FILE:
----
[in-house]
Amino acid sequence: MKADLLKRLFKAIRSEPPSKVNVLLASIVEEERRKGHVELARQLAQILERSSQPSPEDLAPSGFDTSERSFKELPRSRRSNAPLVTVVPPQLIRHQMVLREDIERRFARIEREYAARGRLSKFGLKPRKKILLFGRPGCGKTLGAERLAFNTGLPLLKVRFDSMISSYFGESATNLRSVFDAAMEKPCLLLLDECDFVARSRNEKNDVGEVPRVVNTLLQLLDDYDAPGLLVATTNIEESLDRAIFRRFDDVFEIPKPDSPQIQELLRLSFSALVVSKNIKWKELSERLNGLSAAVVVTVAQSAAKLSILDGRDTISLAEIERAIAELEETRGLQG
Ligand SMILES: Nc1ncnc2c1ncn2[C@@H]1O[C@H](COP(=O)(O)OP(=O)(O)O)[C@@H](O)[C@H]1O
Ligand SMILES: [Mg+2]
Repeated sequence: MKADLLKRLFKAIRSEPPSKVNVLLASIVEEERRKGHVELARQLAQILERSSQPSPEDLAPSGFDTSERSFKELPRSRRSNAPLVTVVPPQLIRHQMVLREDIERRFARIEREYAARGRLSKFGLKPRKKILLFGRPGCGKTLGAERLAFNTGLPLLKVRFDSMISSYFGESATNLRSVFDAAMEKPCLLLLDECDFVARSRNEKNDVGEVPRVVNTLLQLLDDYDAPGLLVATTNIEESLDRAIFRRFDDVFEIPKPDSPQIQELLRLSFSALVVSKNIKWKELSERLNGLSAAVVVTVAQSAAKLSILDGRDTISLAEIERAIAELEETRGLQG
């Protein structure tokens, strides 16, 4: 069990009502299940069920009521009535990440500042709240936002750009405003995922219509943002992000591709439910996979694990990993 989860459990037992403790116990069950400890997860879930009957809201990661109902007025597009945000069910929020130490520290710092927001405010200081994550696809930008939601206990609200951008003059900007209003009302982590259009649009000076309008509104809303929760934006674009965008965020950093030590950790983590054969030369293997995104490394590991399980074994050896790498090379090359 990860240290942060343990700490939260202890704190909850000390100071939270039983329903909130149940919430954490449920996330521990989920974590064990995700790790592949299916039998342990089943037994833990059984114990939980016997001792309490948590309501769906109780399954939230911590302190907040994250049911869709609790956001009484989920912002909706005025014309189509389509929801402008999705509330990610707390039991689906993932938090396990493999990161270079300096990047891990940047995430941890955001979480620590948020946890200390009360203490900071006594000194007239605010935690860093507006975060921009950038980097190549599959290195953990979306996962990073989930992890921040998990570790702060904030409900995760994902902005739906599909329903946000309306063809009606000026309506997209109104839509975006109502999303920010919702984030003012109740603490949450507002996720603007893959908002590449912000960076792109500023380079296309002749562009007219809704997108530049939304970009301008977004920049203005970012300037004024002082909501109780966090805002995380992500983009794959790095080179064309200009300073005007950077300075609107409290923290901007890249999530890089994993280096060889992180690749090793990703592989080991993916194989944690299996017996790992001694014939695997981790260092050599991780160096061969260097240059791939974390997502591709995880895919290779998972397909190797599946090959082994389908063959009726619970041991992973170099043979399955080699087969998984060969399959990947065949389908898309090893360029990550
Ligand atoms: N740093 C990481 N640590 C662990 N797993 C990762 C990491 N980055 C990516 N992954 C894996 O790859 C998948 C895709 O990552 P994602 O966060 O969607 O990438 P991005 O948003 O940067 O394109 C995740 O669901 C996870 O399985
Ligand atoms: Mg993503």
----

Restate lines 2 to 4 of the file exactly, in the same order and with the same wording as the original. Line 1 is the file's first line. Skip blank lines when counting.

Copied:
Amino acid sequence: MKADLLKRLFKAIRSEPPSKVNVLLASIVEEERRKGHVELARQLAQILERSSQPSPEDLAPSGFDTSERSFKELPRSRRSNAPLVTVVPPQLIRHQMVLREDIERRFARIEREYAARGRLSKFGLKPRKKILLFGRPGCGKTLGAERLAFNTGLPLLKVRFDSMISSYFGESATNLRSVFDAAMEKPCLLLLDECDFVARSRNEKNDVGEVPRVVNTLLQLLDDYDAPGLLVATTNIEESLDRAIFRRFDDVFEIPKPDSPQIQELLRLSFSALVVSKNIKWKELSERLNGLSAAVVVTVAQSAAKLSILDGRDTISLAEIERAIAELEETRGLQG
Ligand SMILES: Nc1ncnc2c1ncn2[C@@H]1O[C@H](COP(=O)(O)OP(=O)(O)O)[C@@H](O)[C@H]1O
Ligand SMILES: [Mg+2]